This might be a bit disjointed, so apologies if I am all over the place. (Also, the usual preamble that this is all the opinion of some random on the internet, and not actual medical advice, so, as always, take everything with a grain of salt, and seek actual real life advice, because I could just be some pimply 14 yr old in my parent's basement etc).
Firstly, give yourself some time to process all of this.
This is a huge amount of information to take in. Things like "low IQ", "special needs", "intellectual impairment" are incredibly hard things to hear as a parent. Give yourself permission to grieve. Be upset. And please don't feel you need to rush into action mode. Often when parents get this kind of information, the first thing you want to do is "fix it" - get him in the best school, book in with every doctor in town, put in place all sorts of programs and strategies. It can wait. He is the same boy today as he was yesterday. Yes, things will need to happen, but they don't need to happen TODAY. Give yourself time.
But also remember this. There are worse things than having a child diagnosed with a learning disability. That is having a child who isn't diagnosed (but still has the problem). As hard as it is to hear, the fact that the school has picked up on all of this is absolutely fantastic. Because it means that your son, and your family, can get the support and assistance you need.
Definitely follow up with a paediatrician. If you can, get a referral from your GP for a developmental paed
. (If you post in the special needs section and give your location, I am sure some of the lovely EB ladies might be able to PM you some recommendations). You mentioned that your son has been assessed by an outside clinical psychologist? Who diagnosed him with ADHD, and said he had a "low IQ".
You mentioned memory problems? Depending on the background of the psychologist, and what tests they did, you might want to consider getting some follow-up testing done specifically looking at memory function. Sometimes more specific memory deficits can be misdiagnosed and just lumped into ADHD(inattentive type). Additional testing might help to clarify what his memory issues are. The testing I am thinking of would be done by a paediatric neuropsychologist. They are few and far between, and can be horrendously expensive. I would discuss this with the developmental paed, to see if they think it is worth following up. It sounds like there is a complex mix of things happening for your son (with OT, speech, psychs etc all involved) and they will all be looking at this from their own perspective. A good developmental paed should be able to act like a conductor at an ochrestra, and help bring this all together for you (because I am sure at the moment, it must just all feel like a whole lot of noise!).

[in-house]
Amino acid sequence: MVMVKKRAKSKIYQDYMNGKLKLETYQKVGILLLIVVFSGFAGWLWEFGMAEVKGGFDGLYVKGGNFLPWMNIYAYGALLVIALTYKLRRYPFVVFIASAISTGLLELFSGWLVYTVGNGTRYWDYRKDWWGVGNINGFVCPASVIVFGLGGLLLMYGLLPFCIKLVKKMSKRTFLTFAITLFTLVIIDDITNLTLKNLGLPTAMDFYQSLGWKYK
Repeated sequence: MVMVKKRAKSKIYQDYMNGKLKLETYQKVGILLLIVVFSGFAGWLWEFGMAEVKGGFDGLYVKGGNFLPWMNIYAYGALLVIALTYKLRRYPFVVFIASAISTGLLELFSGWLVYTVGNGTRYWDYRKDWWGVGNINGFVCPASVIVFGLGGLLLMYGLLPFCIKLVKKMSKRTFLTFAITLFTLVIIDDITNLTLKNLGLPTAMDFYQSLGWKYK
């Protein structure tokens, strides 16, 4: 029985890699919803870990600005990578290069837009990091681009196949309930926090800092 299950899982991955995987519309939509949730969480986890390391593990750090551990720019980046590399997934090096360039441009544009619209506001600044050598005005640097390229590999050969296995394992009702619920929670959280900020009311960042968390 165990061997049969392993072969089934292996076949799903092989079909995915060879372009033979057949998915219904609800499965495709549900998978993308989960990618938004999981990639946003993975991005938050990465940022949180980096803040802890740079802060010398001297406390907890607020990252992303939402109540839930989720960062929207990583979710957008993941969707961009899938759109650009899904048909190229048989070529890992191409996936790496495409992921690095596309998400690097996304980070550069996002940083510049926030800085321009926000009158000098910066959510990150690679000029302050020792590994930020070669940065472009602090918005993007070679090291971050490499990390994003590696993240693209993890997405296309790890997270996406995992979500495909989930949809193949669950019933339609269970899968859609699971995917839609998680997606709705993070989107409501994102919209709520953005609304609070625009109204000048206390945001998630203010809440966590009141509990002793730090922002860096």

If you haven't already, I would start a records folder for your son, with copies of all his reports and assessments. I would make copies of these, so that you can hand them out to any specialists you see while still having a copy for yourself.
On the topic of medication, this is such a personal choice, and I can completely sympathise with your reluctance to medicate. One thing I would say is this. You said
we dont REALLY want to medicate as what we are scared about is that it will change his beautiful personality
but then you also said
I can see it in the last term - he is starting to become more withdrawn and very very tired.
I guess what I am saying is that while you might be afraid that medicating your son will stop him from being who he is, it is also worth considering that medicating him might have the opposite effect, and actually allow his true self to shine through.
It's the same with the school thing. I'd look into the other school. As well as having a dedicated class for children with higher needs, you might also find that as a result, the staff as a whole have more training/understanding in teaching/interacting with these kids, and might be more familiar with specific strategies. Asking the question and having a look doesn't commit you to doing anything, so, when you are ready, I would look into it further.
Again, I will just come back to finishing this massive novel of a post (sorry) by saying that the most important thing you can do for your son RIGHT NOW, is to give him a great big hug, and to take a deep breath. Good luck, and my thoughts are with you and your family.